California Camaro owner claims her car was stolen by 'relay car theft' using a cloning device.

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Chevy Camaro Key Fob Recall Needed, Alleges Lawsuit
California Camaro owner claims her car was stolen by 'relay car theft' using a cloning device.

— A Chevy Camaro key fob recall is allegedly needed based on what a California car owner alleges in a class action lawsuit.

The lawsuit says 2010-present Chevrolet Camaros are prone to keyless car theft, or what is also called "relay car theft," when criminals use a cloning device to hack into the key fob signal.

The Camaro key fob class action lawsuit was filed by California plaintiff Judy Cho who purchased a new 2023 Chevrolet Camaro in October 2022.

In March 2024, her Chevrolet Camaro was stolen from her home and the plaintiff contends it is the fault of General Motors.

According to the plaintiff, she believes someone used a cloning device at the front door of her home close to where her key fob was hanging inside. She alleges the cloning device picked up the signal from the key fob, and the device was used to trick her Camaro into "thinking" the key fob was near the car.

"This resulted in the unknown thief being able to gain entry and start to Plaintiff’s vehicle, without detection." — Chevy Camaro class action lawsuit

The plaintiff filed a police report about the stolen Camaro, but as of April 12 her Camaro was still missing.

Without a Chevy Camaro key fob recall, car owners are allegedly at risk of what happened to the plaintiff.

The Chevrolet class action lawsuit references the 2023 Chevrolet Camaro owner's manual which says the car is equipped with “Keyless Open and Start – includes extended range Remote Keyless Entry and panic feature.”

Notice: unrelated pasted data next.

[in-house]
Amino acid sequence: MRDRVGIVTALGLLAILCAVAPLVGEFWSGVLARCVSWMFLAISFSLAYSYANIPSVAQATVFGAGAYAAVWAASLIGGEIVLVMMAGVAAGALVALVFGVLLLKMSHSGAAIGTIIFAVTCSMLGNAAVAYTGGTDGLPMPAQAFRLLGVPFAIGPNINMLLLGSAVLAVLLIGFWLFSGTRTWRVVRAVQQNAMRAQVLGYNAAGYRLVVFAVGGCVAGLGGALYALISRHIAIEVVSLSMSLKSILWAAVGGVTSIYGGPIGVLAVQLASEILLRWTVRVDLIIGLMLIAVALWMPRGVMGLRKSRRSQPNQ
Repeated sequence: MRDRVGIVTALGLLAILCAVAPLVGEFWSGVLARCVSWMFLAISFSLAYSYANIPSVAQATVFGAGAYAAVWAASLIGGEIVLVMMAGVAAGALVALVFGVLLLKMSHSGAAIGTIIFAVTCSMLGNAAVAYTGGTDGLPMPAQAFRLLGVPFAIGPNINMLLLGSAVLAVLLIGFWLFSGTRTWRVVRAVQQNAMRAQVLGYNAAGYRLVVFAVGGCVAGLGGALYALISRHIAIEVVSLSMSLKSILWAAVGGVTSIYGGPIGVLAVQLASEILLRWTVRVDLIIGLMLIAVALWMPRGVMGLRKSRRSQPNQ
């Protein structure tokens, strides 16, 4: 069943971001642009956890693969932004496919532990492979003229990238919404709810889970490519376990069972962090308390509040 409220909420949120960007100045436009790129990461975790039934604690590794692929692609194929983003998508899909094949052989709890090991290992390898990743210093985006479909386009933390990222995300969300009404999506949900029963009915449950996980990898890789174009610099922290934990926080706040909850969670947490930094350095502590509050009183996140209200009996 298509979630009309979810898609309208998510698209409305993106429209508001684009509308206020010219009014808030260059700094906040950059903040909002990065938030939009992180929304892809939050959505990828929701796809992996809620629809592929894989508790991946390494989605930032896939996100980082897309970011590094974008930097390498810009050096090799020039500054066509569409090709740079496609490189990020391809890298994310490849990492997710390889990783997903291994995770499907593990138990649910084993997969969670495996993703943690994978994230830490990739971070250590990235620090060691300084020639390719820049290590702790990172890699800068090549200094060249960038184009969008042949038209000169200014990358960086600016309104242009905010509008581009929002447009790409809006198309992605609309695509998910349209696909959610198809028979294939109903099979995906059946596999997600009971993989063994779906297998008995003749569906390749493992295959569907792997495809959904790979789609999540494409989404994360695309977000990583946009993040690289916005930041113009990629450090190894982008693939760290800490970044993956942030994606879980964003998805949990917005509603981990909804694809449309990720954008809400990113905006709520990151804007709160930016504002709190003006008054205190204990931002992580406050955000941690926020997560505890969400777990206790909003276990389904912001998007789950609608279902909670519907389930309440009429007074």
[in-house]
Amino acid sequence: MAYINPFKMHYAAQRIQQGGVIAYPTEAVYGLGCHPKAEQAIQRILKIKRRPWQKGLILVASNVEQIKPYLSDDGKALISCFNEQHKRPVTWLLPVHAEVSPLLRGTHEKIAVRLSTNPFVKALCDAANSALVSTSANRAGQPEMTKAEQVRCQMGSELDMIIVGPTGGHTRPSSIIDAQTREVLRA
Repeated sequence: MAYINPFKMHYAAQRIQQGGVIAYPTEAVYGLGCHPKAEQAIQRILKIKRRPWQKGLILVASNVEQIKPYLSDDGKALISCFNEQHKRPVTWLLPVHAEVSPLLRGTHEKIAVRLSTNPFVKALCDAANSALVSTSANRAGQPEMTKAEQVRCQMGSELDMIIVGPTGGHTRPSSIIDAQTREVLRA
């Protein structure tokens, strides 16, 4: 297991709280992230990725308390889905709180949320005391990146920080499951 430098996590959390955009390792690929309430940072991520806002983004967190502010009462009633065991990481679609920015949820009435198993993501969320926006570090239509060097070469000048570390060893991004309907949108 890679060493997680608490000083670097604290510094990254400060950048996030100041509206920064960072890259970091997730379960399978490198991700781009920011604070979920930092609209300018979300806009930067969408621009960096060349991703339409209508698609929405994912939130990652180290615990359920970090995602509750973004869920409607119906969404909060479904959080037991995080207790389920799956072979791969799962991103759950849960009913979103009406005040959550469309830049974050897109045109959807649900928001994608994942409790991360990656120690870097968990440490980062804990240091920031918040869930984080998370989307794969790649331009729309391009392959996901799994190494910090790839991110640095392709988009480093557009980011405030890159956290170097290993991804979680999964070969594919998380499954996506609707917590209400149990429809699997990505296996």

The class action also references the Chevrolet website which says, the Keyless Open and Keyless Start can “lock and unlock doors, access the liftgate or trunk, and start your vehicle without removing your key fob from your pocket or bag, as long as it’s within range.”

According to the Camaro lawsuit:

"The key fob’s unique code is transmitted into the cloning device and subsequently used to deceive the car into thinking the authentic key fob is nearby. Then, because the vehicle thinks the authentic key is near, the vehicle unlocks, and the engine can be started, all without the car’s alarm going off."

A GM recall is allegedly required because without actions by the automaker, a Camaro owner could lose their car within a matter of 20 to 30 seconds, the time it takes to intercept the signal and unlock the car and start the engine.

According to the plaintiff, the alleged Chevy Camaro key fob problem is similar to recent thefts of Hyundai and Kia vehicles stolen by criminals who watched online videos about stealing the vehicles.

The Camaro class action alleges video websites are full of videos and tips for how to use a cloning device to illegally steal a Camaro and other vehicles.

As with hundreds of lawsuits blaming Hyundai and Kia because criminals broke the windows, destroyed the steering columns, removed the ignition locks and stole Hyundai and Kia vehicles, the Chevy Camaro lawsuit doesn't blame the criminals, but instead blames General Motors for the Camaro theft.

"Defendant [GM] has taken no action to prevent or rectify the harm done to consumers." — Chevrolet Camaro key fob lawsuit

The Chevrolet Camaro key fob class action lawsuit was filed in the U.S. District Court for the Central District of California: Judy Cho v. General Motors Company.

The plaintiff is represented by Kazerouni Law Group APC.


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